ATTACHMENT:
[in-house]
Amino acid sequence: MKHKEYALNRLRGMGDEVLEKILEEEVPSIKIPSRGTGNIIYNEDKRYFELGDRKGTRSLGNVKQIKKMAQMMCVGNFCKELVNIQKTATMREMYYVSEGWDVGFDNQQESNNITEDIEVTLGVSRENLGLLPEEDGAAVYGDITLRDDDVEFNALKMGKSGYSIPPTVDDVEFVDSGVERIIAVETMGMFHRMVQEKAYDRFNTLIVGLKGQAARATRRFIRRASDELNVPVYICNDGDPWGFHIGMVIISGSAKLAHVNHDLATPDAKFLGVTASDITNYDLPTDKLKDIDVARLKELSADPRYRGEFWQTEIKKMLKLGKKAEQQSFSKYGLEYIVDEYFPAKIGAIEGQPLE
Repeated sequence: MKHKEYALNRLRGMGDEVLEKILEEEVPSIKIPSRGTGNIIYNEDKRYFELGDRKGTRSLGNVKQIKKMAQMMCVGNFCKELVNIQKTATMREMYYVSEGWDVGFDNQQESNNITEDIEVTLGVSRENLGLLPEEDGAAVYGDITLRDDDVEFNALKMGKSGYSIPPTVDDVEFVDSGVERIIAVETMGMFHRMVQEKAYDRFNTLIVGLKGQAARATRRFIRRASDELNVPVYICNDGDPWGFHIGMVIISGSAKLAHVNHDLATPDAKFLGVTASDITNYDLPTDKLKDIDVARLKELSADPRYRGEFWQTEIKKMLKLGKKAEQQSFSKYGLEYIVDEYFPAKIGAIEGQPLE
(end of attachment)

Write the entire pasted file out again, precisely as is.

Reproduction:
[in-house]
Amino acid sequence: MKHKEYALNRLRGMGDEVLEKILEEEVPSIKIPSRGTGNIIYNEDKRYFELGDRKGTRSLGNVKQIKKMAQMMCVGNFCKELVNIQKTATMREMYYVSEGWDVGFDNQQESNNITEDIEVTLGVSRENLGLLPEEDGAAVYGDITLRDDDVEFNALKMGKSGYSIPPTVDDVEFVDSGVERIIAVETMGMFHRMVQEKAYDRFNTLIVGLKGQAARATRRFIRRASDELNVPVYICNDGDPWGFHIGMVIISGSAKLAHVNHDLATPDAKFLGVTASDITNYDLPTDKLKDIDVARLKELSADPRYRGEFWQTEIKKMLKLGKKAEQQSFSKYGLEYIVDEYFPAKIGAIEGQPLE
Repeated sequence: MKHKEYALNRLRGMGDEVLEKILEEEVPSIKIPSRGTGNIIYNEDKRYFELGDRKGTRSLGNVKQIKKMAQMMCVGNFCKELVNIQKTATMREMYYVSEGWDVGFDNQQESNNITEDIEVTLGVSRENLGLLPEEDGAAVYGDITLRDDDVEFNALKMGKSGYSIPPTVDDVEFVDSGVERIIAVETMGMFHRMVQEKAYDRFNTLIVGLKGQAARATRRFIRRASDELNVPVYICNDGDPWGFHIGMVIISGSAKLAHVNHDLATPDAKFLGVTASDITNYDLPTDKLKDIDVARLKELSADPRYRGEFWQTEIKKMLKLGKKAEQQSFSKYGLEYIVDEYFPAKIGAIEGQPLE